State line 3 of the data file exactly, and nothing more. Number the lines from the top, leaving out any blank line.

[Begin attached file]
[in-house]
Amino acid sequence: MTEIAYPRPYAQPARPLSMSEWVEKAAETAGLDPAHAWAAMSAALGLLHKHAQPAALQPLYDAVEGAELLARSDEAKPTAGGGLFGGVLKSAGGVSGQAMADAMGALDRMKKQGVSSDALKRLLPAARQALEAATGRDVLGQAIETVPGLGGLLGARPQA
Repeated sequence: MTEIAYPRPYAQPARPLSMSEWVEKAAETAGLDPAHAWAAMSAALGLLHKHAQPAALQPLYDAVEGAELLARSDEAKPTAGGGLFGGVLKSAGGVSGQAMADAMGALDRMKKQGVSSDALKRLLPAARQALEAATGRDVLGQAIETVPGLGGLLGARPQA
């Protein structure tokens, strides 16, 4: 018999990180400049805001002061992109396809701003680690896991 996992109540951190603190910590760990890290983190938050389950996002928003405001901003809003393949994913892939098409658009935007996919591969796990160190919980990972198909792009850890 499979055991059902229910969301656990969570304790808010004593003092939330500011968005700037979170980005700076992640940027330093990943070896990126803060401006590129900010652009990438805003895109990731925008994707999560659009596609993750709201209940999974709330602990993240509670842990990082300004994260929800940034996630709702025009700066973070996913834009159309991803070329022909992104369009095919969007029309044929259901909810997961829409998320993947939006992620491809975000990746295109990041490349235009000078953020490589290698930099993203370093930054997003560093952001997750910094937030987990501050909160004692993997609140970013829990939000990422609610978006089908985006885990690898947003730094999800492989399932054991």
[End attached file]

Repeated sequence: MTEIAYPRPYAQPARPLSMSEWVEKAAETAGLDPAHAWAAMSAALGLLHKHAQPAALQPLYDAVEGAELLARSDEAKPTAGGGLFGGVLKSAGGVSGQAMADAMGALDRMKKQGVSSDALKRLLPAARQALEAATGRDVLGQAIETVPGLGGLLGARPQA